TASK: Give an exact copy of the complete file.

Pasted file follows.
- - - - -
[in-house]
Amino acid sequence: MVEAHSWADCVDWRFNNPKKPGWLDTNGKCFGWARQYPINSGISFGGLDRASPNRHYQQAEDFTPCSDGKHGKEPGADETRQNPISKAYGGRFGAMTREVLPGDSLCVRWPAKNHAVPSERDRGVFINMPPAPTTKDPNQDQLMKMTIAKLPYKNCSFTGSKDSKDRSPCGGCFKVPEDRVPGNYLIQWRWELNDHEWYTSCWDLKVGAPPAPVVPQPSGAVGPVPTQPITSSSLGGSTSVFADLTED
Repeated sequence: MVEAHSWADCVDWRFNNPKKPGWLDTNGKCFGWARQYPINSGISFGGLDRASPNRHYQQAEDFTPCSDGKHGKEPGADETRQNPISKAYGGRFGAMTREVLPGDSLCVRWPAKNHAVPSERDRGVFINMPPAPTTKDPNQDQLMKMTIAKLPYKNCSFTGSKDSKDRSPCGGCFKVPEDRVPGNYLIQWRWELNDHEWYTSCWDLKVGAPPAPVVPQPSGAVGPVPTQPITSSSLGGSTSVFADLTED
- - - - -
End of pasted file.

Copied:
[in-house]
Amino acid sequence: MVEAHSWADCVDWRFNNPKKPGWLDTNGKCFGWARQYPINSGISFGGLDRASPNRHYQQAEDFTPCSDGKHGKEPGADETRQNPISKAYGGRFGAMTREVLPGDSLCVRWPAKNHAVPSERDRGVFINMPPAPTTKDPNQDQLMKMTIAKLPYKNCSFTGSKDSKDRSPCGGCFKVPEDRVPGNYLIQWRWELNDHEWYTSCWDLKVGAPPAPVVPQPSGAVGPVPTQPITSSSLGGSTSVFADLTED
Repeated sequence: MVEAHSWADCVDWRFNNPKKPGWLDTNGKCFGWARQYPINSGISFGGLDRASPNRHYQQAEDFTPCSDGKHGKEPGADETRQNPISKAYGGRFGAMTREVLPGDSLCVRWPAKNHAVPSERDRGVFINMPPAPTTKDPNQDQLMKMTIAKLPYKNCSFTGSKDSKDRSPCGGCFKVPEDRVPGNYLIQWRWELNDHEWYTSCWDLKVGAPPAPVVPQPSGAVGPVPTQPITSSSLGGSTSVFADLTED